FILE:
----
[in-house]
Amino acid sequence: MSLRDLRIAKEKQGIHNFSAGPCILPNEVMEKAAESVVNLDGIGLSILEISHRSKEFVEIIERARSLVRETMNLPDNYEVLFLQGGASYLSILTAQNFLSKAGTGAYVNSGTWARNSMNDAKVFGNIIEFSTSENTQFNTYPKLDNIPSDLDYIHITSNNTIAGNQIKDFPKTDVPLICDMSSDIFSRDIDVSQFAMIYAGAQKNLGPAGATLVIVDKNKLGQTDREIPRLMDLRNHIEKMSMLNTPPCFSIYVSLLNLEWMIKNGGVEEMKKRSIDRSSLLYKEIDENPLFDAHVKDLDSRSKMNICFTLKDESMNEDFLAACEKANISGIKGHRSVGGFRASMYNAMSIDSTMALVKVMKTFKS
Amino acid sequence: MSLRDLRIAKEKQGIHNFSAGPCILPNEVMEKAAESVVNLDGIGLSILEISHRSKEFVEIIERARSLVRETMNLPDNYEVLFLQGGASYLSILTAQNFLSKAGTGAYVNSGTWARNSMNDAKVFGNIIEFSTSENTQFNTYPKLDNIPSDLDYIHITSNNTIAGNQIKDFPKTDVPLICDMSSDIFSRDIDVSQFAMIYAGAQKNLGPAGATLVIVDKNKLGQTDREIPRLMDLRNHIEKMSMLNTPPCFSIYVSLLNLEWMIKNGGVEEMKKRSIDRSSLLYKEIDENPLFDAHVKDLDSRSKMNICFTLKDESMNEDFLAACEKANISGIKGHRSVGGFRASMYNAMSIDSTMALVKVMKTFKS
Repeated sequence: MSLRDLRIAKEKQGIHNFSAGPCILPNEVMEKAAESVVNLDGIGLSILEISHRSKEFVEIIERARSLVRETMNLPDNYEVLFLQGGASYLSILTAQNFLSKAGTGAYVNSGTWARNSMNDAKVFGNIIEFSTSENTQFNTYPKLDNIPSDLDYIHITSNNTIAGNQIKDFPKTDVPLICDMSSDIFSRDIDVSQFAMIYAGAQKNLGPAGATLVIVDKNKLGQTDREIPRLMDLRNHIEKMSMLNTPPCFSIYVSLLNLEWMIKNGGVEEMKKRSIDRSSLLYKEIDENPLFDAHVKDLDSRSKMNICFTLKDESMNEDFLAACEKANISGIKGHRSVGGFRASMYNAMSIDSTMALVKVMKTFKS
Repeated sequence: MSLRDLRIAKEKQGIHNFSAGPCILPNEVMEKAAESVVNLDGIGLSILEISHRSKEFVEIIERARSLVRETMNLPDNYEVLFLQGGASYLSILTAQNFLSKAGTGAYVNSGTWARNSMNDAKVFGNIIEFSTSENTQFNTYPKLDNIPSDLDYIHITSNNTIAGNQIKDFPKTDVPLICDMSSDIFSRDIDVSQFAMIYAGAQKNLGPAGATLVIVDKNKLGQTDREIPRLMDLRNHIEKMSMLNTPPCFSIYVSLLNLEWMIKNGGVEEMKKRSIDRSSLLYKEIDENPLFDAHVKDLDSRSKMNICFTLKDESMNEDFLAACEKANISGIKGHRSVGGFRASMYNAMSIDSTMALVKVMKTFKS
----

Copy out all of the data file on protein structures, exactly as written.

[in-house]
Amino acid sequence: MSLRDLRIAKEKQGIHNFSAGPCILPNEVMEKAAESVVNLDGIGLSILEISHRSKEFVEIIERARSLVRETMNLPDNYEVLFLQGGASYLSILTAQNFLSKAGTGAYVNSGTWARNSMNDAKVFGNIIEFSTSENTQFNTYPKLDNIPSDLDYIHITSNNTIAGNQIKDFPKTDVPLICDMSSDIFSRDIDVSQFAMIYAGAQKNLGPAGATLVIVDKNKLGQTDREIPRLMDLRNHIEKMSMLNTPPCFSIYVSLLNLEWMIKNGGVEEMKKRSIDRSSLLYKEIDENPLFDAHVKDLDSRSKMNICFTLKDESMNEDFLAACEKANISGIKGHRSVGGFRASMYNAMSIDSTMALVKVMKTFKS
Amino acid sequence: MSLRDLRIAKEKQGIHNFSAGPCILPNEVMEKAAESVVNLDGIGLSILEISHRSKEFVEIIERARSLVRETMNLPDNYEVLFLQGGASYLSILTAQNFLSKAGTGAYVNSGTWARNSMNDAKVFGNIIEFSTSENTQFNTYPKLDNIPSDLDYIHITSNNTIAGNQIKDFPKTDVPLICDMSSDIFSRDIDVSQFAMIYAGAQKNLGPAGATLVIVDKNKLGQTDREIPRLMDLRNHIEKMSMLNTPPCFSIYVSLLNLEWMIKNGGVEEMKKRSIDRSSLLYKEIDENPLFDAHVKDLDSRSKMNICFTLKDESMNEDFLAACEKANISGIKGHRSVGGFRASMYNAMSIDSTMALVKVMKTFKS
Repeated sequence: MSLRDLRIAKEKQGIHNFSAGPCILPNEVMEKAAESVVNLDGIGLSILEISHRSKEFVEIIERARSLVRETMNLPDNYEVLFLQGGASYLSILTAQNFLSKAGTGAYVNSGTWARNSMNDAKVFGNIIEFSTSENTQFNTYPKLDNIPSDLDYIHITSNNTIAGNQIKDFPKTDVPLICDMSSDIFSRDIDVSQFAMIYAGAQKNLGPAGATLVIVDKNKLGQTDREIPRLMDLRNHIEKMSMLNTPPCFSIYVSLLNLEWMIKNGGVEEMKKRSIDRSSLLYKEIDENPLFDAHVKDLDSRSKMNICFTLKDESMNEDFLAACEKANISGIKGHRSVGGFRASMYNAMSIDSTMALVKVMKTFKS
Repeated sequence: MSLRDLRIAKEKQGIHNFSAGPCILPNEVMEKAAESVVNLDGIGLSILEISHRSKEFVEIIERARSLVRETMNLPDNYEVLFLQGGASYLSILTAQNFLSKAGTGAYVNSGTWARNSMNDAKVFGNIIEFSTSENTQFNTYPKLDNIPSDLDYIHITSNNTIAGNQIKDFPKTDVPLICDMSSDIFSRDIDVSQFAMIYAGAQKNLGPAGATLVIVDKNKLGQTDREIPRLMDLRNHIEKMSMLNTPPCFSIYVSLLNLEWMIKNGGVEEMKKRSIDRSSLLYKEIDENPLFDAHVKDLDSRSKMNICFTLKDESMNEDFLAACEKANISGIKGHRSVGGFRASMYNAMSIDSTMALVKVMKTFKS